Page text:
Sunday, January 23, 2011


thanks very much to Thierry Martinez for the shot.

Without going into too much detail, I had a great time at Belmont. It was especially good to meet so many moth people for the first time. Thanks to John Harris and Clive Watts for helping me get set up with a rig that worked, and cheers to the guys like Andrew Stevo, Bruce Gault, Bill Olsen and Al Goddard who generally hung around the repair shed and were really generous with their advice and bits of carbon. It was also cool to meet Dave Lister and check out some of his genius carbon work on the 'monstro' and likewise Luka with the scalpel and John Ilett with his latest prowler. All three are lovely looking boats with great ideas and top blokes behind them.

So anyway I didnt do very well on paper - 34th in the silver fleet and I think over the regatta i had as many DNFs and i had places. In one race i did manage a 15th in silver, which I was quite happy about in breeze. Also i logged a new top speed on the speed puck of 27.2 knots. I was really pleased, but I heard later that the fast guys average that on a downwind, so again i need to find another gear.

The boat performed reasonably. I cant say I had it right on its game because I was stuffing around with the foil angle of attack the whole regatta, and never quite got it right. I noticed after the first day's racing that my boat was sailing around with the flap fully down, which cant be fast. The refinement process was complicated when I snapped the strut in one very windy race, after the gudgeons on the gantry came apart and the rudder parted company. I could say I was a victim of the weed clumps, but the reality is that I needed a carbon spar in the strut. On Bruce's advice I hollowed it all out and glued a stack of carbon rods in the break, then scarfed the laminate back over it and she's probably stronger and stiffer now than before.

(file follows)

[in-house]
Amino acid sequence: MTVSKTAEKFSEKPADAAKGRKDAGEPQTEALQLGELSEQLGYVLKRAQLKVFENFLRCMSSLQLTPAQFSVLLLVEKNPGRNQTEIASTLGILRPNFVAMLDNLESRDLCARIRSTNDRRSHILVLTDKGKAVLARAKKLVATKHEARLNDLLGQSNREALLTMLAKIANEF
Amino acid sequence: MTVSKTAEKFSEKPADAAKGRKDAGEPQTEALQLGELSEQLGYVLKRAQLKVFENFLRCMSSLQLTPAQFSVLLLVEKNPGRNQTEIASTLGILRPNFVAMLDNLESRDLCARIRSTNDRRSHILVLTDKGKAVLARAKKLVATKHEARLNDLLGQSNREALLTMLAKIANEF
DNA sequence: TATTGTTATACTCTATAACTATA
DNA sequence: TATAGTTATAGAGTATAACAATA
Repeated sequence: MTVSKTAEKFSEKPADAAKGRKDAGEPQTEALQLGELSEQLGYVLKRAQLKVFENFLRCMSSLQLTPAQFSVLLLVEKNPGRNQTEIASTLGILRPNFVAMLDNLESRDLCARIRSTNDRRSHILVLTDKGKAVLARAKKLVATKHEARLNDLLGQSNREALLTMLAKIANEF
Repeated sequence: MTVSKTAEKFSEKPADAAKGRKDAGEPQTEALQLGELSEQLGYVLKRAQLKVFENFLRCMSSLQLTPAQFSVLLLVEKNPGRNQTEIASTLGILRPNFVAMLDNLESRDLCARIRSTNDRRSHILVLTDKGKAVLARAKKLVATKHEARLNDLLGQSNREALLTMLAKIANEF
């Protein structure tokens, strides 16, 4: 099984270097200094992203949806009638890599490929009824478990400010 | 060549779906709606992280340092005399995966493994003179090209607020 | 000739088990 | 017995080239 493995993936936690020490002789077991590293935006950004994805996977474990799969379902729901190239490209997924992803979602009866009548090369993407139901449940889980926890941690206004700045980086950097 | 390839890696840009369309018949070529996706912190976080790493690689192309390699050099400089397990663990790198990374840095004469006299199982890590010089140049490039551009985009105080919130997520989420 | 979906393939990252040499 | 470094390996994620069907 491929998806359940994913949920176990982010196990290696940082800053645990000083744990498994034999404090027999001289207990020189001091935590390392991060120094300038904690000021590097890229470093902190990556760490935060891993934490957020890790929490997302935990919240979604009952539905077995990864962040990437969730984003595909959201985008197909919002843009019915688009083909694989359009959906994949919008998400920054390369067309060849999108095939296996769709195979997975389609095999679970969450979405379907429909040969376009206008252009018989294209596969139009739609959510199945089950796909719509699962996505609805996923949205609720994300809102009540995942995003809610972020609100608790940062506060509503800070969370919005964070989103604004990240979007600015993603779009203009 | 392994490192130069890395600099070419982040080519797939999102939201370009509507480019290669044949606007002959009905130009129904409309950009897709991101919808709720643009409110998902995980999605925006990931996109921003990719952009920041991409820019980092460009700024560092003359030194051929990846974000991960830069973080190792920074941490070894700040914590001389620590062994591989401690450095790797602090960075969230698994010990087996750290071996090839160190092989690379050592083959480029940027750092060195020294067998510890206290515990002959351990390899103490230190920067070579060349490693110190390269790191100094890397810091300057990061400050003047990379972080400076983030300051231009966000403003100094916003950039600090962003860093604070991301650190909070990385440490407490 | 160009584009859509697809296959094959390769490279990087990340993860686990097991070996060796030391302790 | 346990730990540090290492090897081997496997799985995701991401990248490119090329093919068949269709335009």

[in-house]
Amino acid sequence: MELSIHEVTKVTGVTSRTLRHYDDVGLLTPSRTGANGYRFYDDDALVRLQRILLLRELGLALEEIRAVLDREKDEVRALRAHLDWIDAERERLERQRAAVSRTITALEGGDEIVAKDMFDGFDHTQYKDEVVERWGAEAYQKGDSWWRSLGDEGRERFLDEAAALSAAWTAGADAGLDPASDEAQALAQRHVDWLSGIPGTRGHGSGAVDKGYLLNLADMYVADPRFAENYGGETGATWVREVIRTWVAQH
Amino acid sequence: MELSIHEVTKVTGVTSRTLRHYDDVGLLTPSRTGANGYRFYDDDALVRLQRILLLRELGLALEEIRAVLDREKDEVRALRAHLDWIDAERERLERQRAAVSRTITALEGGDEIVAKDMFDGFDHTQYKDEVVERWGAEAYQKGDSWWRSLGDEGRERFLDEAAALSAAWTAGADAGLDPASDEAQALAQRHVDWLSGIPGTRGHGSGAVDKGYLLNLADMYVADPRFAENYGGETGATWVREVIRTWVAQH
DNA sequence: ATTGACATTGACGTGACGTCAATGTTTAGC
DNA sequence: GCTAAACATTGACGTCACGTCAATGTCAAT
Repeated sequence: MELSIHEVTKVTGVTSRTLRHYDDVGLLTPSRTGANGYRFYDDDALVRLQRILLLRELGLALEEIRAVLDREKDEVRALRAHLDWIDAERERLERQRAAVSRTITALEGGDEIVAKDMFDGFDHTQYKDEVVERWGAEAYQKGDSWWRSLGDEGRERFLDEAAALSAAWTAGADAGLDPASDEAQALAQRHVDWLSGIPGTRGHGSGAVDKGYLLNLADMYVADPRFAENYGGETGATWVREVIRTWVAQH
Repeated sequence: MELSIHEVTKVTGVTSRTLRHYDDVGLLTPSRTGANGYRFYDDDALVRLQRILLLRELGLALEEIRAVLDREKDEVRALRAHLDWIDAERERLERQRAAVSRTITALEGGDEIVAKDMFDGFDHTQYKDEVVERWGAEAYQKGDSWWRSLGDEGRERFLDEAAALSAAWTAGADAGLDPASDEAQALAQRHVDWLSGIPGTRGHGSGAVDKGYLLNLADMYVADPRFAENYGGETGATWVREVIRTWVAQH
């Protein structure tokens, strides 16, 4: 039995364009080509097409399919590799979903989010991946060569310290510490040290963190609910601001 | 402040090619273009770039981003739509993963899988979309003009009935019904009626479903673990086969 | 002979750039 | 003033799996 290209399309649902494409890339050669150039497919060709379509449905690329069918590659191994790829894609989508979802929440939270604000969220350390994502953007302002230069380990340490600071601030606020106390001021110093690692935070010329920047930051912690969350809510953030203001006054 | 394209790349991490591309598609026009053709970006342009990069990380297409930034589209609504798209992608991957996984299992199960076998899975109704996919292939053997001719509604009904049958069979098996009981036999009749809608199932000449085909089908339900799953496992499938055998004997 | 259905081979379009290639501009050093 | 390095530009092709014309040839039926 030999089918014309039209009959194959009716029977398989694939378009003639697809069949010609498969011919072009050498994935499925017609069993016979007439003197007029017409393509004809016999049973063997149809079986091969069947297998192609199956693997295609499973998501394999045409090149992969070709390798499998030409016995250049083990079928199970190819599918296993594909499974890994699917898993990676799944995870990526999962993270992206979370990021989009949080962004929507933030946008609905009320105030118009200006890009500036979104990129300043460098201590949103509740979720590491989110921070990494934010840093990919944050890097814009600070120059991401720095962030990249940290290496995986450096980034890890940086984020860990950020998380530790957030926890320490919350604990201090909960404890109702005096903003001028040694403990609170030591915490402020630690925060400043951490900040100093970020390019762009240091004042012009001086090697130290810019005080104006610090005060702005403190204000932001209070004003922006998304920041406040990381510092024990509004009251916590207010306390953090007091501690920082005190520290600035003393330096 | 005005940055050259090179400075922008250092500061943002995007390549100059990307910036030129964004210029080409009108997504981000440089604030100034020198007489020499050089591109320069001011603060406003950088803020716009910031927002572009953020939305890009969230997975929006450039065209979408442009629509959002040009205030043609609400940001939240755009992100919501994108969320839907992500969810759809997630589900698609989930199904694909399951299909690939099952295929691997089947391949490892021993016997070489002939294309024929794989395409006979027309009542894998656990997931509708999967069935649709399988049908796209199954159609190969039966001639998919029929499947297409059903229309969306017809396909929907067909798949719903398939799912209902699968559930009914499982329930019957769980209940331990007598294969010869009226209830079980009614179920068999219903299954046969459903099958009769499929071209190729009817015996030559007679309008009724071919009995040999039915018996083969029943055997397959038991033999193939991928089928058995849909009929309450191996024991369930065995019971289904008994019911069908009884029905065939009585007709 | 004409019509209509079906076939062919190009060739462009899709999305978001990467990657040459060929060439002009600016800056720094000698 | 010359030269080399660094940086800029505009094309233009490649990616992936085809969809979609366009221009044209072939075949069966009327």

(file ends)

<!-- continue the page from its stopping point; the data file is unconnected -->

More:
for reference, A good angle of attack for my main foil design is 2.0 - 2.5 degrees from what I have seen and what people suggest.

I got more DNFs for other stupid things - my vang strop came undone at one point and I had to sail in to fix it. The sail got chafed on the concrete and wore through the webbing strap at the top, causing it to fall down the mast and I lost 3 races I think. Angus had a similar issue and we were both at the sailmakers on the same day. Probably the dumbest was when I went out after racing was cancelled in a gusty 25 - 30knots, and blew up the vang, causing the sidestay to get overloaded and rip the front wingbar off the boat. the rescue was a bit difficult and I felt a bit bad for going out and causing drama when I should have stayed on shore. the wingbar will be sleeved together in good time, but after that I called it a regatta. It was actually pretty fun sitting in the club on the last day watching the racing. probably the best spectator sailing ive ever seen - and ive watched a lot of match and team racing!

So as a way of capping off this post, heres a diagram of something I was keeping a bit secret. Its my integrated hinge concept. It has never worked in the past, but I fixed it I think. It survived the nationals and worlds anyway. The trick is to make the centre 70mm or so a standard sikaflex hinge like a bladerider, and then have a couple of narrow points, about 5mm wide (section a) along the span to stop the hinge going 's shaped'. section b shows the normal 10mm gap to allow the carbon surface to bend around a decent radius. A few people mentioned that it might work better if the seamless surface was on the bottom, which is fine, as long as you keep the hinge dead straight so it wont bind up.